Thursday, 7 August 2008

Franz Kafka Museum, Prague

Perhaps one of the most surreal museums I visited in my travels was in Prague in the Czech Republic. The Franz Kafka Museum is located right around the corner from the Charles Bridge on the Vltava River and is an experience. Kafka was born in Prague and lived and worked there most of his life. Because I was visiting the city, and because one of my favorite books in high school was The Metamorphosis, written by Kafka, I decided to visit the museum.

From the very beginning of the tour the visitor is transported into a surreal environment. Letters written by Kafka to family members are displayed under what appears to be rippling water. There are also the sounds of dripping water and static noise. Despite the unconventional setup the exhibit moves in a linear pattern. The historical sources and manuscripts follow a young Kafka throughout his life and work as a bureaucrat. They outline the troubled relationship between father and son and offer insight into the authors numerous love affairs. Most of the documents are facsimiles and many of the originals are housed at the Bodleian Library in Oxford.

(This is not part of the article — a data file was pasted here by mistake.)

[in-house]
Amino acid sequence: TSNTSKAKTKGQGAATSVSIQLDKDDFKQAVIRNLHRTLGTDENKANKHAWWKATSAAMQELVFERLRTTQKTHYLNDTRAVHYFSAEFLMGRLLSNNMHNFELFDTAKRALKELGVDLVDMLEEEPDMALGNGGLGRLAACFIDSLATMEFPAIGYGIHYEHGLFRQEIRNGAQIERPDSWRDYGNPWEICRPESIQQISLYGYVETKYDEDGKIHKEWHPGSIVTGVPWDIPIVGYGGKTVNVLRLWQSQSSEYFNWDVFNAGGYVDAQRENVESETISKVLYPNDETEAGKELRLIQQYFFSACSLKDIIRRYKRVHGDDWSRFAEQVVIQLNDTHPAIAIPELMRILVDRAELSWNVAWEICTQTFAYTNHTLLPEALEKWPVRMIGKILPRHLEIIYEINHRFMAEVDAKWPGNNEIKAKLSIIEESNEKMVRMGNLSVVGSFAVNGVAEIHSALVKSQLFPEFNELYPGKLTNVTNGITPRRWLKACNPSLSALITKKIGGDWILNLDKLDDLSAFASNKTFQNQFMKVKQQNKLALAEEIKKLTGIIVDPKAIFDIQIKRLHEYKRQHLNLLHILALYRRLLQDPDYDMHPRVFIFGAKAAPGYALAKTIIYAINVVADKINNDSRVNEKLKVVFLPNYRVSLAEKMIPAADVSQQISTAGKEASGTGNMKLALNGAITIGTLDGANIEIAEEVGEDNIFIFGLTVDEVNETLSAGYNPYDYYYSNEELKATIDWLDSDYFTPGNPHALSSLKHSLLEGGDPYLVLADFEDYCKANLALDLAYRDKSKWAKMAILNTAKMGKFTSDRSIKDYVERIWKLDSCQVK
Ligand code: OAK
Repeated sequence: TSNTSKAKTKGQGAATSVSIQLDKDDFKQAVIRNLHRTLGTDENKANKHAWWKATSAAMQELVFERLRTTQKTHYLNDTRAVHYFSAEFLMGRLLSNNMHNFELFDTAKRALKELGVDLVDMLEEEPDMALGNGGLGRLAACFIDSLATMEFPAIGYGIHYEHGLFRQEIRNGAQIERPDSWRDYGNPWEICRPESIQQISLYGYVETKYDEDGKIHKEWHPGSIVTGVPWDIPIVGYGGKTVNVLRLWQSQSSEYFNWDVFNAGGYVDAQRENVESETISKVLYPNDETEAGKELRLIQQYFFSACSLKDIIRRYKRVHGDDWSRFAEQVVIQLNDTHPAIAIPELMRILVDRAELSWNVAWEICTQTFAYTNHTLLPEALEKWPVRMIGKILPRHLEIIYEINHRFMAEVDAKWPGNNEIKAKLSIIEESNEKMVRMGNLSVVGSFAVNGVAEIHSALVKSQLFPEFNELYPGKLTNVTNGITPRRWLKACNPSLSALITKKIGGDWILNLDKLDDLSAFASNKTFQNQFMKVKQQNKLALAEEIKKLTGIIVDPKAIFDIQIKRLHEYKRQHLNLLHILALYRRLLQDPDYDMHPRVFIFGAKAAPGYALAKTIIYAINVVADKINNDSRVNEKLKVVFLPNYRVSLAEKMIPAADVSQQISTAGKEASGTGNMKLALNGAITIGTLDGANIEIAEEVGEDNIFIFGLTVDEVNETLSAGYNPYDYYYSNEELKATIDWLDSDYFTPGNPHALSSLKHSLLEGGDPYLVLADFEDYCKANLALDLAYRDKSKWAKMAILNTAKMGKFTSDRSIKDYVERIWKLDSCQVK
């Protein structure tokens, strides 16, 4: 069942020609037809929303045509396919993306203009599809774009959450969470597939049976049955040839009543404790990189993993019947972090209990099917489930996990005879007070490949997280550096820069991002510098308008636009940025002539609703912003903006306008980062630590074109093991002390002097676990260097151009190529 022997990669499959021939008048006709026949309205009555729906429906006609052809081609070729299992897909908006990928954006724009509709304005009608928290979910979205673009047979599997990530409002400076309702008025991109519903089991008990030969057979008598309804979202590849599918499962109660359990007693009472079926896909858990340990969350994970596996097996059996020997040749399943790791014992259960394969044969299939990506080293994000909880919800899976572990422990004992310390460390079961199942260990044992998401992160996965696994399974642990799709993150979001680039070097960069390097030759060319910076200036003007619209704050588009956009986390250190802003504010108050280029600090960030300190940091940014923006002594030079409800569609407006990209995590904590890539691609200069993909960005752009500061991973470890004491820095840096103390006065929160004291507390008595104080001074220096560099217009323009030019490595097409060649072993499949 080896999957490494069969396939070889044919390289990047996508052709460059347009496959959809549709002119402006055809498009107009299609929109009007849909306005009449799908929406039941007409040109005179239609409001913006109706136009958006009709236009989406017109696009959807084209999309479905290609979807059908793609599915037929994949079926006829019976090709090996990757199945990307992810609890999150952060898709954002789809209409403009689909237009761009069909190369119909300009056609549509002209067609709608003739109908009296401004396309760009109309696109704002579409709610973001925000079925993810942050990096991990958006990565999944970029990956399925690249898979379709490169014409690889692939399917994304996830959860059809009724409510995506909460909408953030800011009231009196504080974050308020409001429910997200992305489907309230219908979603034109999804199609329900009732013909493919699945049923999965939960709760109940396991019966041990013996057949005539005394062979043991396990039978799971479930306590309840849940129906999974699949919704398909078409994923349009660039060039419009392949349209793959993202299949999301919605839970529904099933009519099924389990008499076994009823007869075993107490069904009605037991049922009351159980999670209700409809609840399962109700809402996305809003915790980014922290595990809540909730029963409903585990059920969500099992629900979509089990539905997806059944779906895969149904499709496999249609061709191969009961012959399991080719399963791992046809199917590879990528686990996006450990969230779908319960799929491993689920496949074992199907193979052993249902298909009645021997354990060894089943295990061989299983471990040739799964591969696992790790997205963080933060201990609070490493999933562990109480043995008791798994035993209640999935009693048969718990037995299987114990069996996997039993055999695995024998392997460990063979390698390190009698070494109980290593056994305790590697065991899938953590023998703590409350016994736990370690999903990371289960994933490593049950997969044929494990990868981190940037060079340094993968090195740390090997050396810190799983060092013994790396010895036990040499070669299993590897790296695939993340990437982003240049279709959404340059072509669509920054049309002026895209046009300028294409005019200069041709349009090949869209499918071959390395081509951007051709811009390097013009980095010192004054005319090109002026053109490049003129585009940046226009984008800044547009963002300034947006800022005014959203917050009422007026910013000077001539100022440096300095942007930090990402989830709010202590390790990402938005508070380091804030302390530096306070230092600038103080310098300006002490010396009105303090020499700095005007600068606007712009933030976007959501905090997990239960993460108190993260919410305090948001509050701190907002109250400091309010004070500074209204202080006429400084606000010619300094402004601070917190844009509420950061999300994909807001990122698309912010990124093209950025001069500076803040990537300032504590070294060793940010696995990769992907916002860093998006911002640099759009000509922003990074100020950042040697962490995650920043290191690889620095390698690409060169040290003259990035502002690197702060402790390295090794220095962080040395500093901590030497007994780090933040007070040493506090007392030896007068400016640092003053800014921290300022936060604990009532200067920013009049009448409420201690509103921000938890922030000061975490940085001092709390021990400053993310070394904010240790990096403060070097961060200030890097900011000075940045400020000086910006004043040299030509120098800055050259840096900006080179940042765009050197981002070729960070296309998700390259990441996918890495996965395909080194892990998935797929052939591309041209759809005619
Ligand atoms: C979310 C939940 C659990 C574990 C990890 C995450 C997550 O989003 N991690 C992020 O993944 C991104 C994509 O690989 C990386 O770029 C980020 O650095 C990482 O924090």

The exhibit moves from the life of Kafka and concentrates next on the publication of his books. The cover page in the picture above is the original published in 1916 in German. Kafka, Czech by birth, wrote and published almost entirely in German. I was fortunate enough to see a letter written by the author at the Bodleian library in his native Czech, a rare occurrence.
The last portion of the exhibit attempts to take you inside Kafka's novels themselves. The picture of the red staircase, shown above, marks the descent into a world of alienation and surrealism. The visitor is presented with long hallways of filing cabinets and the sound of a telephone ringing endlessly. Kafka worked as an insurance agent for many years and his writing reflects his frustration with his work. Also represented in the exhibit is Kafka's belief that life should be looked at from different angles in order to get a different perspective and gain insight. This is represented by the mirrored room above.
I found this exhibit to be truly extraordinary. I've never before seen an exhibit which challenges the viewer to step inside an authors mind in this way. Also, I have never seen documents displayed in such a nontraditional way. I would definitely reccommend this museum to anyone who is remotely interested in Kafka or surrealism.

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